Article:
How to Build Cedar Window Boxes
The use of window boxes dates as far back as the first century B.C in ancient Rome where they were used to keep small gardens for cooking herbs, medicinal herbs, and flowers for rituals and decoration.
Among the lower classes, in small villas where peasants had little gardening space, many people grew the plants they needed in window boxes.
Building Cedar Window Boxes
Window boxes can add an array of seasonal color and enhance the curb appeal of almost any structure. Window box gardening can be a fun and relaxing way to express your creativity or create a small garden in a cityscape.
This article will explain how to build a cedar window box and customize the dimensions to fit your desired window space.
Window boxes are relatively easy projects, we added some features to our design that some folks may or may not choose to do. Either way, the project requires only a few tools to complete.
What materials should the box be made of? How big should the box be? What size and depth is best for the plants that you want to pair with your home?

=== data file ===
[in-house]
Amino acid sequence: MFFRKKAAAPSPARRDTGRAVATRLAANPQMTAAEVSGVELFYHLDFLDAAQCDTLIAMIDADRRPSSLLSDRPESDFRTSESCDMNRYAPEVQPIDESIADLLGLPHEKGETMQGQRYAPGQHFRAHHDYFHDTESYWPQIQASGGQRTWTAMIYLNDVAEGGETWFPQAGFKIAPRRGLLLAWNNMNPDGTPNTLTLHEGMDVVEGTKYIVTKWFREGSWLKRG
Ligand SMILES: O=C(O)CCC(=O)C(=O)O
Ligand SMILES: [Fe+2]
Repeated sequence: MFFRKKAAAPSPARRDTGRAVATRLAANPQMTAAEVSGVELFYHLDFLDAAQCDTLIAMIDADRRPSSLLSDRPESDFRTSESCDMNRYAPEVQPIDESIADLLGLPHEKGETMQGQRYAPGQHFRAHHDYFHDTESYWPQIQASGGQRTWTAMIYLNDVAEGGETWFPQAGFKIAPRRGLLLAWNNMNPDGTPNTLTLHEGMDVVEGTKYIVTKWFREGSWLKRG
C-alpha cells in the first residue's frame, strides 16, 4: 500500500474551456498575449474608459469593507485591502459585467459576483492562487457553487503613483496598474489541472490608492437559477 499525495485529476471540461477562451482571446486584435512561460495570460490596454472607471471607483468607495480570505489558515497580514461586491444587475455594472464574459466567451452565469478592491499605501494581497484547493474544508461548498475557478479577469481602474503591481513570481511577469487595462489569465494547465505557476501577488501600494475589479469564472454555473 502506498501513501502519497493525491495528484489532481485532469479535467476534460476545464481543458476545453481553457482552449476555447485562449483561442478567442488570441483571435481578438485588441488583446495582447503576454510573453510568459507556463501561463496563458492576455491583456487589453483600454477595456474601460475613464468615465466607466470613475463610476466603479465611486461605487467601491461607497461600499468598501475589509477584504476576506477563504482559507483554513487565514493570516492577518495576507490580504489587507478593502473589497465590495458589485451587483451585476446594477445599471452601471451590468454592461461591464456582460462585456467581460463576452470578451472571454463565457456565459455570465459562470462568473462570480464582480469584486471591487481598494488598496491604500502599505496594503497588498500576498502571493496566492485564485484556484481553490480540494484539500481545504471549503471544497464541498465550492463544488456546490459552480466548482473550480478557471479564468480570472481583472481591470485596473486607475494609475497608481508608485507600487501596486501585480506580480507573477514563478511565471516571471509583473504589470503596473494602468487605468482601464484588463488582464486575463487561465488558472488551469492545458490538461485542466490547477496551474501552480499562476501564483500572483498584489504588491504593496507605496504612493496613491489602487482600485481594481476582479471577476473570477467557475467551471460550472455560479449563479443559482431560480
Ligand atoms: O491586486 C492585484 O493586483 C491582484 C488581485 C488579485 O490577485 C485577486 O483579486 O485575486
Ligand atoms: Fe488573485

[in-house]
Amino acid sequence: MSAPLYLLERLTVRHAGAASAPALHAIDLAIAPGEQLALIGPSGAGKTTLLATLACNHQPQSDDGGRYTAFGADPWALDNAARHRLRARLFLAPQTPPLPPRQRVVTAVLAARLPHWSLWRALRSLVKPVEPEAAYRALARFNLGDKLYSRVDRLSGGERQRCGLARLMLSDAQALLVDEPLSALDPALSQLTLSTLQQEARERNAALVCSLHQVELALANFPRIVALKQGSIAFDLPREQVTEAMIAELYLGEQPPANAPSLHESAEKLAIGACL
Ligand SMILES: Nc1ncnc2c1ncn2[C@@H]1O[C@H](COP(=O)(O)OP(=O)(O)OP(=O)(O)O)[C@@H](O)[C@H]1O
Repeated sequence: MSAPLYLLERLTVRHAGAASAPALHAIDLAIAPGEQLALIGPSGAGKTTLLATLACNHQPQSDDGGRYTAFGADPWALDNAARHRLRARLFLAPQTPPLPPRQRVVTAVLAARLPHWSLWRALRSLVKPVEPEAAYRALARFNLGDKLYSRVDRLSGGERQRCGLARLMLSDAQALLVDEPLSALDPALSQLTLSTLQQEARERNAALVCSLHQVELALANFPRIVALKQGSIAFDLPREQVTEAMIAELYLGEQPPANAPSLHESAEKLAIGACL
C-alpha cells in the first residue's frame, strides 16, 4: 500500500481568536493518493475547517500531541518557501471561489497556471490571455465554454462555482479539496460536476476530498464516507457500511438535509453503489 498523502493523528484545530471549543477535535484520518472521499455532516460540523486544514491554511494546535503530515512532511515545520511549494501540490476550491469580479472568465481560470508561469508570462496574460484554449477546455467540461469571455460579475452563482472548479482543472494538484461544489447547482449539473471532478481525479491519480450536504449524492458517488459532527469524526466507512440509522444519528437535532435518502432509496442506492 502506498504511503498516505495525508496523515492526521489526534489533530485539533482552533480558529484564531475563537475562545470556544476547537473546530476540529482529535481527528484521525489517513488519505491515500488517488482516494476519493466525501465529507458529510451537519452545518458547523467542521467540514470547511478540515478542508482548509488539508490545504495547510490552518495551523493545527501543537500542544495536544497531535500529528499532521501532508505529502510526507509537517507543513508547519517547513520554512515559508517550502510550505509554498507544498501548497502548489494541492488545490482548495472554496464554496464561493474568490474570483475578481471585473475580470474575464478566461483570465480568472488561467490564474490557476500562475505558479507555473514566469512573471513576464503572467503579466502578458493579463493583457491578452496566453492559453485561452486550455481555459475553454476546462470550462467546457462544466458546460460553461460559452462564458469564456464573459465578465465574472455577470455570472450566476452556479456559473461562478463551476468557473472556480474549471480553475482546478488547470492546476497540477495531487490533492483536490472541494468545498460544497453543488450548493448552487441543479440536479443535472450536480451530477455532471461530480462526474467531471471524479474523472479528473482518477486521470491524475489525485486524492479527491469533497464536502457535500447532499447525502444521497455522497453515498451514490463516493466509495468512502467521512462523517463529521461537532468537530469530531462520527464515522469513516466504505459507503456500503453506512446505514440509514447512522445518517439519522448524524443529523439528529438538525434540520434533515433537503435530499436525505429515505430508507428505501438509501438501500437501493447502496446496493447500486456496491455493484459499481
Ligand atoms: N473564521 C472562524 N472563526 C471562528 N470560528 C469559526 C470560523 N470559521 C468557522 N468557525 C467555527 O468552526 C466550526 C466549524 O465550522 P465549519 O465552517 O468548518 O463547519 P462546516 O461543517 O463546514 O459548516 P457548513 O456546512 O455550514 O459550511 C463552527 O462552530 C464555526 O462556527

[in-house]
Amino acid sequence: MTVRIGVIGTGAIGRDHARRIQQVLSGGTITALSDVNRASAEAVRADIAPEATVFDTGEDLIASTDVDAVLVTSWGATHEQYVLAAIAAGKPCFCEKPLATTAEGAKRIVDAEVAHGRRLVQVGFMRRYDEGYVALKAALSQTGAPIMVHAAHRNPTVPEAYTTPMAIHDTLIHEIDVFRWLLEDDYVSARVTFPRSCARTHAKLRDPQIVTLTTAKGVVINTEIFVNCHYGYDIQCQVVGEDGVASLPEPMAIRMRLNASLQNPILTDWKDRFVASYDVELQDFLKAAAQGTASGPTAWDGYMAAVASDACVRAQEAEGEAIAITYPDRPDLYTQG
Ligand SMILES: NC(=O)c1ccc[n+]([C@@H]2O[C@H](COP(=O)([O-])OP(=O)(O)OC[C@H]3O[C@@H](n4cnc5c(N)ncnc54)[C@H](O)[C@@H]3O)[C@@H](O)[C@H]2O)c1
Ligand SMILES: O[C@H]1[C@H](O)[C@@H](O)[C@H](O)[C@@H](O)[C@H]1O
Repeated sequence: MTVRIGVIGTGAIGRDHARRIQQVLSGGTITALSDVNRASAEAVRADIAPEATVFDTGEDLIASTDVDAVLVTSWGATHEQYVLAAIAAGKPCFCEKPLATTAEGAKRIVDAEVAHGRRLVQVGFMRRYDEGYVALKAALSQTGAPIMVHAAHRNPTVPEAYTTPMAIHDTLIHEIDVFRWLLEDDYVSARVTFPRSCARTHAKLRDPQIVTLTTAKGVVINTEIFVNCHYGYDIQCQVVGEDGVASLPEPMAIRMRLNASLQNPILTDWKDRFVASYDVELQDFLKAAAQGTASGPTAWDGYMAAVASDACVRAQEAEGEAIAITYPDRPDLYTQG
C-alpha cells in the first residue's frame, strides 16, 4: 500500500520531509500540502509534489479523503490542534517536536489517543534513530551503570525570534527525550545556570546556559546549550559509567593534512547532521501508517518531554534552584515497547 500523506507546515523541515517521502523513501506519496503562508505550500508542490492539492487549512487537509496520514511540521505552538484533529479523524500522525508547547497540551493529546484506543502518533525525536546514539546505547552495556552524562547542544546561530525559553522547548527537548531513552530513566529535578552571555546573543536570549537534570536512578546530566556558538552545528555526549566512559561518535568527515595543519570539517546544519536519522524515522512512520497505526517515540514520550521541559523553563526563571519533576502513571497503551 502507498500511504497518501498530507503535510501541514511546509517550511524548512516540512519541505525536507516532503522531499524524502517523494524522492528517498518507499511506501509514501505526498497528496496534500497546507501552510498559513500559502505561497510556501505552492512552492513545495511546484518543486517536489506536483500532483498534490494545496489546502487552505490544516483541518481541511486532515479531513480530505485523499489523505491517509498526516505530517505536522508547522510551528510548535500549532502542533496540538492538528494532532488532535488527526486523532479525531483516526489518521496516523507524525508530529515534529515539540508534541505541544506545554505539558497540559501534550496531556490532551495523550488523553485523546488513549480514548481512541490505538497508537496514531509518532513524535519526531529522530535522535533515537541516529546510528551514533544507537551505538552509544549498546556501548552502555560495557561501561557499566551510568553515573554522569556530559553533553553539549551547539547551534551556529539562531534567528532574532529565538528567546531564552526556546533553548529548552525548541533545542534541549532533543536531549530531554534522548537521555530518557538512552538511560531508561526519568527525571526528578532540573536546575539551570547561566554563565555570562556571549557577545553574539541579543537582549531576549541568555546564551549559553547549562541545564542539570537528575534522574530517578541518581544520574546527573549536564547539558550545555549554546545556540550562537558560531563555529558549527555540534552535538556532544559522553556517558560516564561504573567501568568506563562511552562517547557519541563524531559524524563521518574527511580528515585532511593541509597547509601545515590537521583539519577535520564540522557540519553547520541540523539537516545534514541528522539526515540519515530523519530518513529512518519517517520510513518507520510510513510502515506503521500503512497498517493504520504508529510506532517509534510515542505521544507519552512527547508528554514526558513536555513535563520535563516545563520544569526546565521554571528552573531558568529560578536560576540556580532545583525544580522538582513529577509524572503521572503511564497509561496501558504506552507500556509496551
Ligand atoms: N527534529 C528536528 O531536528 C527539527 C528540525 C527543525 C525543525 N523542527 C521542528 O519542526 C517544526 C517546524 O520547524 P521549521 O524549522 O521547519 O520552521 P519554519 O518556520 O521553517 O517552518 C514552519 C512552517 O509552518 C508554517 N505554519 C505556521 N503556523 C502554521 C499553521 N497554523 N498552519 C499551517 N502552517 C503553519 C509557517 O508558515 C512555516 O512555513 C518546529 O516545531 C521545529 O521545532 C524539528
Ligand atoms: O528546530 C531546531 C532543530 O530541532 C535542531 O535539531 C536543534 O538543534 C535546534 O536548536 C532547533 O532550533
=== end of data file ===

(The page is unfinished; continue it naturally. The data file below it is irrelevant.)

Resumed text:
Let’s find out…
We chose 1×8 Cedar to make our window boxes, mostly because the species is inherently insect and rot resistant. Additionally Cedar is light weight, paints well and has an attractive natural color if left unpainted.
Pine, Fir and Poplar simply do not last long in the elements, especially when you consider window boxes receive water almost daily.
Size and Depth:
Before purchasing your materials take time to determine how long your boxes will be. Generally speaking, window boxes are the same width or slightly smaller than the window they will be mounted under. Although I have seen folks use larger window boxes on windows with shutters.
You may also choose to go smaller and center it under the window. It really is up to you and your aesthetical eye and décor.
As far as height is concerned, you can follow a rule of thumb to size your box to 20 to 25 percent of the height of your window, for best symmetry.
Window boxes should be a minimum of 8 inches in depth and 8 inches from front to back to have enough room for a selection of plants. Larger is even better, particularly if you want to include a lot of plants and want them to fill out enough to overflow the box.